Analysis of a large prospective study of more than 400,000 people found that men who drank four to five cups of coffee daily reduced their risk of death over a 13-year period by 12%, while women’s risk dropped by 16%, according to Neal Freedman, PhD, of the National Cancer Institute, and colleagues.
Compared with non-drinkers, there was little effect for those who drank some coffee, but less than a cup a day. But for more coffee, the odds of death dropped significantly. Specifically:
For those who drank one cup a day, the odds ratios for death were 0.94 for men and 0.95 for women (95% CI 0.90 to 0.99 and 0.90 to 1.01, respectively).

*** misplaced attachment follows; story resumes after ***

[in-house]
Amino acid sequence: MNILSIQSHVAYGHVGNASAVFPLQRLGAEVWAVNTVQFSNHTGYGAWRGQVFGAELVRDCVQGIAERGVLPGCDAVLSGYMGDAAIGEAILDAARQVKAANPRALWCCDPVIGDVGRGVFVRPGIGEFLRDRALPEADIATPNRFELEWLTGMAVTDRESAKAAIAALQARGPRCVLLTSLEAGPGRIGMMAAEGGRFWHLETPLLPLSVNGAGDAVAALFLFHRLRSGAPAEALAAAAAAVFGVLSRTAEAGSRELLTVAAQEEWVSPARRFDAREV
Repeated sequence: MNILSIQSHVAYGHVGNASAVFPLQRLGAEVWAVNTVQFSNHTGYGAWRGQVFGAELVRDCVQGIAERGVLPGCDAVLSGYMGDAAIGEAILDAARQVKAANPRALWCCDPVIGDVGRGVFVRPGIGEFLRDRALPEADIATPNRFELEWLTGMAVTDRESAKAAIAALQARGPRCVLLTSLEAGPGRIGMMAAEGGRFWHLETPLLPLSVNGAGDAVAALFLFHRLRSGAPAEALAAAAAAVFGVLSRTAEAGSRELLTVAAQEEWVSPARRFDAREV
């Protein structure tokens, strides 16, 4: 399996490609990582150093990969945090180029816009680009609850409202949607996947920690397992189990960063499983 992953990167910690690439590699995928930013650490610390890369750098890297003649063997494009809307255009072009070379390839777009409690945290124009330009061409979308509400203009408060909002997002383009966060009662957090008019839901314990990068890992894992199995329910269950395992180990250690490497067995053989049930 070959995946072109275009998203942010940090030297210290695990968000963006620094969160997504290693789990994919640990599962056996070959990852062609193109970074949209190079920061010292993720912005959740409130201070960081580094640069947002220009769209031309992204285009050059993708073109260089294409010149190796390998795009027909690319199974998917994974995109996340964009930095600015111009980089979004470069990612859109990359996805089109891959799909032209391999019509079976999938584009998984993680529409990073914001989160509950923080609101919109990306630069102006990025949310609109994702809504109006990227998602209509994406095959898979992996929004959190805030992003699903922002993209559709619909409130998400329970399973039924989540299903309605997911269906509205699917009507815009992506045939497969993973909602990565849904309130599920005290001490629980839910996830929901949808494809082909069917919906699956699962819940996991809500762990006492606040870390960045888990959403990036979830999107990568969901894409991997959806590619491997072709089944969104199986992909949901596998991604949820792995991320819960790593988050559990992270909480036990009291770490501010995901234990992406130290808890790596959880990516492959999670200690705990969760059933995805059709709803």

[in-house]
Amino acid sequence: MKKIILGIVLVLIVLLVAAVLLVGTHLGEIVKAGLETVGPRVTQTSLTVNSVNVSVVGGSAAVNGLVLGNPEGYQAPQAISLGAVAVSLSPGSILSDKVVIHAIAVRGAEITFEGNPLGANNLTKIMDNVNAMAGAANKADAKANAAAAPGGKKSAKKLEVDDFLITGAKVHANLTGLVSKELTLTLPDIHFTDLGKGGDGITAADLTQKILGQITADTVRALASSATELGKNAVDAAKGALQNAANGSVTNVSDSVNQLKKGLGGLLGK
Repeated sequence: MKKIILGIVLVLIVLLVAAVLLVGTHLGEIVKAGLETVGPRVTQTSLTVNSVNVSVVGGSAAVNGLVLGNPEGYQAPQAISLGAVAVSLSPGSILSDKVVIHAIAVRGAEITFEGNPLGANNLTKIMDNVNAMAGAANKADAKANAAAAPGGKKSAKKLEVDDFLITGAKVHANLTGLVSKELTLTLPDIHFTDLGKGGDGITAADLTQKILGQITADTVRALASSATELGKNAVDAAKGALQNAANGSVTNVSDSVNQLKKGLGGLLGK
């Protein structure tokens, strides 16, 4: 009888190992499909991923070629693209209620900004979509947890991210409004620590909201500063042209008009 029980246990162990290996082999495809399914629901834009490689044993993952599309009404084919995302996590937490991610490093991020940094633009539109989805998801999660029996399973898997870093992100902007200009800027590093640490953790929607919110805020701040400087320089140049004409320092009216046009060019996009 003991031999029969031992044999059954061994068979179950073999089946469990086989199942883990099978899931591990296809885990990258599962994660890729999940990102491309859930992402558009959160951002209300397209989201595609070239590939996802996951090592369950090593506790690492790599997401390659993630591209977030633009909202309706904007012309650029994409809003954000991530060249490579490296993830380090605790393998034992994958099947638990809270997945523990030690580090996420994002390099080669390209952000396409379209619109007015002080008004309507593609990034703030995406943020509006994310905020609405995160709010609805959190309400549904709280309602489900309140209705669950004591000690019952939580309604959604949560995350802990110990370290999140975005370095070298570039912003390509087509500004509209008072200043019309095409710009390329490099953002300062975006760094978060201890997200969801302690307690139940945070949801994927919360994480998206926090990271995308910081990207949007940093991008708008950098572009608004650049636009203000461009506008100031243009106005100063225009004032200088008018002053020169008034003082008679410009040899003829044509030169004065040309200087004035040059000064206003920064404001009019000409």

For two or three cups a day, the odds ratios for death were 0.90 for men and 0.87 for women (95% CI 0.86 to 0.93 and 0.83 to 0.92, respectively).
For four or five cups a day, the odds ratios for death were 0.88 for men and 0.84 for women (95% CI 0.84 to 0.93 and 0.79 to 0.90, respectively).
And for six or more cups a day, the odds ratio for death were 0.90 for men and 0.85 for women (95% CI 0.85 to 0.96 and 0.78 to 0.93, respectively).
For both men and women the trend was significant at P<0.001.
Apparently, even decaffeinated coffee appeared to be beneficial – “good news” for people who like coffee but fear caffeine. Just remember to drink it without sugar.